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How far does the obligation to investigate go when purchasing a home?

We still have to deal with an overheated housing market in which buyers often feel compelled to decide hastily whether or not to buy. Even in Corona time, the buyers’ market is busy. Where it used to be customary to carry out research before buying a property, this is now often skipped. But doesn’t a buyer lose any rights if he doesn’t do (enough) research? In this blog we look at the duty of investigation of the buyer of a house.


When buying a property one may expect that the property possesses the properties necessary for normal use. If this is not the case, there is non-conformity (Article 7:17 of the Dutch Civil Code). Normal use is understood to mean that it must be possible to live in the home in a sufficiently safe manner, with a reasonable degree of durability, without the enjoyment of living being substantially affected.[1] If this is not the case, then in principle there is non-conformity and the buyer is entitled to have the defects repaired or even dissolution of the purchase agreement can be demanded.

Purchaser's duty of investigation

Before a buyer can invoke non-conformity, it is checked whether the buyer has fulfilled his obligation to investigate. In principle, a buyer cannot invoke non-conformity in the case of visible or apparent defects[2].

Visible defects

If, for example, a buyer was able to see with the naked eye that there was a leak in the attic, he cannot invoke non-conformity after the purchase. In that case, he has violated his duty of investigation since he has been able to observe the visible defect himself before the sale.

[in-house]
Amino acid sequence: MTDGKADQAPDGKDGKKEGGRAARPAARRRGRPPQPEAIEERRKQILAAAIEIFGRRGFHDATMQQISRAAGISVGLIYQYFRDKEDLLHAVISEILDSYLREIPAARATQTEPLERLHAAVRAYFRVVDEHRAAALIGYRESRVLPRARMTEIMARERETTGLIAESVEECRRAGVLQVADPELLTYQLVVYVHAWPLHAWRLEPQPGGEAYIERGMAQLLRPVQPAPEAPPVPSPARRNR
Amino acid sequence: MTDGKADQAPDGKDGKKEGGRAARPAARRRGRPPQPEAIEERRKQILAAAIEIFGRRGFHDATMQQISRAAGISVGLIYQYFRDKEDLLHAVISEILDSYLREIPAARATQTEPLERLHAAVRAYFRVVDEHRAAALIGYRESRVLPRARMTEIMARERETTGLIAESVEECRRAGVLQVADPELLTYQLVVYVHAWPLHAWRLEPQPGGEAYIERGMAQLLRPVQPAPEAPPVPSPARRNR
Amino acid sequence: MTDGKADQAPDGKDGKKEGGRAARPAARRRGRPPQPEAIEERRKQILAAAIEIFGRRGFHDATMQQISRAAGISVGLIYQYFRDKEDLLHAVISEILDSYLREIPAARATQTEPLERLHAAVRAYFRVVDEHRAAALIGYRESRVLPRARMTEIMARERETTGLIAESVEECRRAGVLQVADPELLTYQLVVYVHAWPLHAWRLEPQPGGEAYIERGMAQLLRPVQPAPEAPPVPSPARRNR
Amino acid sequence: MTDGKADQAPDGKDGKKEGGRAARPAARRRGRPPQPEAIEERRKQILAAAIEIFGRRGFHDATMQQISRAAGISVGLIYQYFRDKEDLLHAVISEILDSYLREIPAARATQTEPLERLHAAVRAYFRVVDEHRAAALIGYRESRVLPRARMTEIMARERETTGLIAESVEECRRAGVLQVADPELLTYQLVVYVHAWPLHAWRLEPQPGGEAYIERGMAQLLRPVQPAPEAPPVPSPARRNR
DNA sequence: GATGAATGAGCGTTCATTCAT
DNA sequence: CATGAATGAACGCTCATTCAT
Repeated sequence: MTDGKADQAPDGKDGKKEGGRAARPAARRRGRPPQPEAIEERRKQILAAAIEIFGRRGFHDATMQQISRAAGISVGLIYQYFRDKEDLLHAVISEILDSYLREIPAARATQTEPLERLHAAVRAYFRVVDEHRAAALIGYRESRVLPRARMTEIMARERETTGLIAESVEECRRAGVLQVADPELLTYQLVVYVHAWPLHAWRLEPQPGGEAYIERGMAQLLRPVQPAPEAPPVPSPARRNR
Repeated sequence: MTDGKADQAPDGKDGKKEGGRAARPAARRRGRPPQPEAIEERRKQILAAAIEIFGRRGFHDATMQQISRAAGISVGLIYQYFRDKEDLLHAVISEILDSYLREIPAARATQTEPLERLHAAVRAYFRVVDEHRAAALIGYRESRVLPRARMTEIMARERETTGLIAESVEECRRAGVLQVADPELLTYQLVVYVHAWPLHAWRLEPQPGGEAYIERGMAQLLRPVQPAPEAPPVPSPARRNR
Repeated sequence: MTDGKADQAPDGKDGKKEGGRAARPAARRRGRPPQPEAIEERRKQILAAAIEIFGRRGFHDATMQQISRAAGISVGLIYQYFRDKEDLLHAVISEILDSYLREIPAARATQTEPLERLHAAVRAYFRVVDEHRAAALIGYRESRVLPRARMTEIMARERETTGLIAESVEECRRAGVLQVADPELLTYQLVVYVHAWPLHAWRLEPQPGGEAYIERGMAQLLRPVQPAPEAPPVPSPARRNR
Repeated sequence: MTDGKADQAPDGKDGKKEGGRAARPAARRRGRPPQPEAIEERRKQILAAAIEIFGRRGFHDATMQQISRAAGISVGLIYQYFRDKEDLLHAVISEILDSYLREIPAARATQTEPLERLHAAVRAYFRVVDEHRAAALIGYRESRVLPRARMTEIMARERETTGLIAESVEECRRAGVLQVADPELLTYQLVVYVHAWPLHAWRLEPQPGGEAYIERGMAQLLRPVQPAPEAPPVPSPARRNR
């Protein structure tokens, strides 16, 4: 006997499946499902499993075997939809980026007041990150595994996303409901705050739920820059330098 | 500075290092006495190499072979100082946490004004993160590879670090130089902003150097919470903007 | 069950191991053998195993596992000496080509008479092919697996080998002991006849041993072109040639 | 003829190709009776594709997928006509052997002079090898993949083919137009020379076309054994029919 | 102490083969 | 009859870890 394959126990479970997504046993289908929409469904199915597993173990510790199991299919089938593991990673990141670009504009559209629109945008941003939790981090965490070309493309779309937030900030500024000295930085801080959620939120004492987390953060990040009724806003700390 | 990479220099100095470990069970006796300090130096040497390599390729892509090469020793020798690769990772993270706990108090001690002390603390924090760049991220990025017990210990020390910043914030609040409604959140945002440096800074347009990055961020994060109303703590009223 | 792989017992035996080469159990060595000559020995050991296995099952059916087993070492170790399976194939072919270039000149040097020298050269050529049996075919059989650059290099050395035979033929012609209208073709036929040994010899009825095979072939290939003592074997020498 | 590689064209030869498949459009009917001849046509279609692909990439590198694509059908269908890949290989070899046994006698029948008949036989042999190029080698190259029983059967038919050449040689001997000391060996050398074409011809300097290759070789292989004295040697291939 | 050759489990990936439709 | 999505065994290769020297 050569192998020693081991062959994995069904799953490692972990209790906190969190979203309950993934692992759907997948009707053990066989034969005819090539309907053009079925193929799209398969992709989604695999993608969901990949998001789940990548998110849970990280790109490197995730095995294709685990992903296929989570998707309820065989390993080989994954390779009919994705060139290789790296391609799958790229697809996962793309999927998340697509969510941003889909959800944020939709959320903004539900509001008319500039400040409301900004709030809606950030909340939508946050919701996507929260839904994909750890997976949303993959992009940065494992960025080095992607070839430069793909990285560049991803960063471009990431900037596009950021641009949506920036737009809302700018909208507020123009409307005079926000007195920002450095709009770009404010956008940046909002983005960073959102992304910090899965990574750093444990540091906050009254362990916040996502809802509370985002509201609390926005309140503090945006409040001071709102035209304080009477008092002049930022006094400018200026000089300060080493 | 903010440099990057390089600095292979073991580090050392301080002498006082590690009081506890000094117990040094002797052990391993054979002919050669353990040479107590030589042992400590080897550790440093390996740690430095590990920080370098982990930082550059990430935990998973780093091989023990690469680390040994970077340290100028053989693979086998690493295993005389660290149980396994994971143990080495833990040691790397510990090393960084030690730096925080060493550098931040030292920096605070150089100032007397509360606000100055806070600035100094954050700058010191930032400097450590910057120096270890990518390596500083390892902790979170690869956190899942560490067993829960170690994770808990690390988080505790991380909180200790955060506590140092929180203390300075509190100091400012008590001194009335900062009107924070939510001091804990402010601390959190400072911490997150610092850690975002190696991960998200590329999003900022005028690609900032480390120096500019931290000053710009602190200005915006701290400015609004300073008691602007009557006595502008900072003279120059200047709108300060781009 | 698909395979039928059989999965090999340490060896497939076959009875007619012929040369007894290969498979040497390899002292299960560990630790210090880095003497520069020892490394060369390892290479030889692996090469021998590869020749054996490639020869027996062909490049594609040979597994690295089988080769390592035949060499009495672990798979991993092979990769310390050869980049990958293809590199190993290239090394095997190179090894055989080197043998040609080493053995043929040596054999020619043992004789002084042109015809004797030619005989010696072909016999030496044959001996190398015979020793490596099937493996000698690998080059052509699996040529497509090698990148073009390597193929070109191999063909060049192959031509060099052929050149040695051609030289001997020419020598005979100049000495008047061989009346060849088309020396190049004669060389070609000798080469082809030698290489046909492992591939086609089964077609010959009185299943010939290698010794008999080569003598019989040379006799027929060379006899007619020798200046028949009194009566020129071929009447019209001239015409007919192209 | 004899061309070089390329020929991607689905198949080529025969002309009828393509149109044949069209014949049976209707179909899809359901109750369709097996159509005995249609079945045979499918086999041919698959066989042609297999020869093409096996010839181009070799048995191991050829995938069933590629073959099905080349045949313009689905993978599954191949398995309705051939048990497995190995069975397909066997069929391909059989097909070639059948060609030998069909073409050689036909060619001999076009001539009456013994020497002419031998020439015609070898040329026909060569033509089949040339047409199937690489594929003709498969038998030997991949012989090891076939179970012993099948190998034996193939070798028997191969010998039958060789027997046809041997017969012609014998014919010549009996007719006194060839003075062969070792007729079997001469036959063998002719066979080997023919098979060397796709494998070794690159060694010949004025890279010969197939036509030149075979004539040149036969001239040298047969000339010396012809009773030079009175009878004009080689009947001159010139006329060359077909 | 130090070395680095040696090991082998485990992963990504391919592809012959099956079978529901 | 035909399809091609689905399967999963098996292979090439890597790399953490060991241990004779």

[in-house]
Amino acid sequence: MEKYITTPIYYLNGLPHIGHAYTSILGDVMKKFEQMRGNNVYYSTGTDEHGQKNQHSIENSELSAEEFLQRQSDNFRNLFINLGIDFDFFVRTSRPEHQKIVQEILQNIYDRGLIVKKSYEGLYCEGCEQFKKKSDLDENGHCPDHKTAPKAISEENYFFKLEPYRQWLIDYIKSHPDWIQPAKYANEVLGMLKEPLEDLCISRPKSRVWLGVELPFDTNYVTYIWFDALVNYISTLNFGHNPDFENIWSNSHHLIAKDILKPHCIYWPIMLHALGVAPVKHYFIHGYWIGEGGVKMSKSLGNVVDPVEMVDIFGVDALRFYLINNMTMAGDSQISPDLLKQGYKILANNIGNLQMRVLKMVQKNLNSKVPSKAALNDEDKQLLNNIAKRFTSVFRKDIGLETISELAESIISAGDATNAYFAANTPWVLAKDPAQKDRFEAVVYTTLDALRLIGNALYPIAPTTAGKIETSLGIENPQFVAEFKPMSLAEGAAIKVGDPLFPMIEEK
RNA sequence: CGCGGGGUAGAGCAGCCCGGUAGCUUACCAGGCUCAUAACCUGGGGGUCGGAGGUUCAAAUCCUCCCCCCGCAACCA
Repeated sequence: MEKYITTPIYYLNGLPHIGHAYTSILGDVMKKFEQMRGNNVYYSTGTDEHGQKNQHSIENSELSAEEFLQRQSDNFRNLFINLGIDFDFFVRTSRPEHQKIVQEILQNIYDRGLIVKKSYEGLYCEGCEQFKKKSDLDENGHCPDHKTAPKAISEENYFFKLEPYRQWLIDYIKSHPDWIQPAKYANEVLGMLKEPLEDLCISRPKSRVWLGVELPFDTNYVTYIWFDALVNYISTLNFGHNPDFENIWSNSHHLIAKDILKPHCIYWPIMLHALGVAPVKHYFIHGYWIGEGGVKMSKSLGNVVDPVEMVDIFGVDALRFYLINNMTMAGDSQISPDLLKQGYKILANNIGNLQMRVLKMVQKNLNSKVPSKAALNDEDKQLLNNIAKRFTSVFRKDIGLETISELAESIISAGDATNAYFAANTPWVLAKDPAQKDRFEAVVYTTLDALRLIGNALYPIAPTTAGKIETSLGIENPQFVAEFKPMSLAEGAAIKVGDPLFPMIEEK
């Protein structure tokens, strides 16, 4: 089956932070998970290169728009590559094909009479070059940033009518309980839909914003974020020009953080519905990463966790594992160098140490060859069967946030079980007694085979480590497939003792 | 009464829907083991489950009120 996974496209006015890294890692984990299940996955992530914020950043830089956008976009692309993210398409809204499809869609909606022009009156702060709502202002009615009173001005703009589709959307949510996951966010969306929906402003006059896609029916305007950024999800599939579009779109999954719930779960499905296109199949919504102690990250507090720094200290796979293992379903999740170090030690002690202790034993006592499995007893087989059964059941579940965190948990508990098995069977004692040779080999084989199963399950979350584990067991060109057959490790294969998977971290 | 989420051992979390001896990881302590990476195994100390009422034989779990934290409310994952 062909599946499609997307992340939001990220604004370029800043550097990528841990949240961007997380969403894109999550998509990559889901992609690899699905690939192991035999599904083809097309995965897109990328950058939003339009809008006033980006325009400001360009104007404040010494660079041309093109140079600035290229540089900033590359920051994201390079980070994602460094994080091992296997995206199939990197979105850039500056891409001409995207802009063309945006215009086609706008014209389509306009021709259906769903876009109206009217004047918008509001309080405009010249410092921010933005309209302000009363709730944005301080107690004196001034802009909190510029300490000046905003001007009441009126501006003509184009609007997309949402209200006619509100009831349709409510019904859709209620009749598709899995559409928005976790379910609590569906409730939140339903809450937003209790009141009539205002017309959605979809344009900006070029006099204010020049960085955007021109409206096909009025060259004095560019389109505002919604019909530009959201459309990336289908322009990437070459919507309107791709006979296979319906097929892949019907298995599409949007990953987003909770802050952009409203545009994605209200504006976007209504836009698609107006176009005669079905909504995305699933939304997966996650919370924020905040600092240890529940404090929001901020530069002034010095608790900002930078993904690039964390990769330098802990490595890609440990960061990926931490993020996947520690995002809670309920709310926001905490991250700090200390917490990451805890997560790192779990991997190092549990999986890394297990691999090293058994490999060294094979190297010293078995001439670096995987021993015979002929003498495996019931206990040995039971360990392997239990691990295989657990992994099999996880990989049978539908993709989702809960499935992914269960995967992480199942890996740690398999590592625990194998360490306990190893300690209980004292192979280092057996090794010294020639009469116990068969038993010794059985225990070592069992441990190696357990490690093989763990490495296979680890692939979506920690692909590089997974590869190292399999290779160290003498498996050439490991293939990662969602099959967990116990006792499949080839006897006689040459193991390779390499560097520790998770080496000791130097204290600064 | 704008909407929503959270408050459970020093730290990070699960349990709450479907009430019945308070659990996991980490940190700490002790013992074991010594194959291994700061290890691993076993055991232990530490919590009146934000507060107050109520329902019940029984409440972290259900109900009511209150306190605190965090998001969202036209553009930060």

Apparent defects

In addition to visible defects, there may also be noticeable defects. These are defects that the buyer knew or should have known were present. If, for example, you buy a 150-year-old farmhouse, which was last renovated in 1950, more defects must be taken into account in advance than when buying a new house. Another example of noticeable defects are defects of which the seller has explicitly notified in advance or when the defects are included in the sales contract. At that time, the defects are known to the buyer. In that case, too, the buyer cannot invoke non-conformity. Obvious defects may also be subjective in nature. For example, a professional party is expected to have more knowledge and will therefore be more likely to become aware of a known defect.

Seller's duty of notification

The buyer’s duty of investigation is offset by the seller’s duty to provide information. In most cases, this obligation to provide information outweighs the buyer’s obligation to investigate. This means that if the seller is aware of a significant defect, but fails to notify the buyer, the buyer can still invoke non-conformity despite the fact that the buyer has not carried out any or sufficient investigation. Incidentally, if the seller was not aware of a defect, the buyer can still invoke non-conformity if this makes the property unsuitable for normal use.


When purchasing a house, it is wise to have an survey carried out. The costs often outweigh the possible misery it saves. But even if the buyer is unable or unwilling to have an architectural survey carried out, he can still do what is necessary to safeguard his rights. In addition to viewing the property, it is wise for the buyer to ask the seller many questions about the property. In this way, the buyer not only meets his obligation to examine the property, but also increases the seller’s duty of disclosure. After all, the seller will have to answer all questions truthfully in order to fulfil his duty of disclosure. If possible, it is preferable to record these questions and answers (afterwards) by means of, for example, e-mail correspondence. Real estate agents also often use a standard questionnaire on which many subjects are discussed.

The consequence of these questions is that the buyer can no longer complain about defects that have already been reported by the seller. In that case, it is important for the buyer to take good note of the answers to the questionnaire and to ask if there are any ambiguities. In that case, the defects are deemed to have been taken into account in the purchase price. Therefore, if the investigation shows that there are defects, the buyer will have to negotiate about the price.

Do you have any questions about this blog or would you like advice on a purchase agreement? Please feel free to contact M2 lawyers.

Lawyer Ginio Beij (

1] See e.g. Hof Amsterdam 3 September 2019, ECLI:NL:GHAMS:2019:3226

2] See e.g. HR 7 October 2016, ECLI:NL:HR:2016:2287

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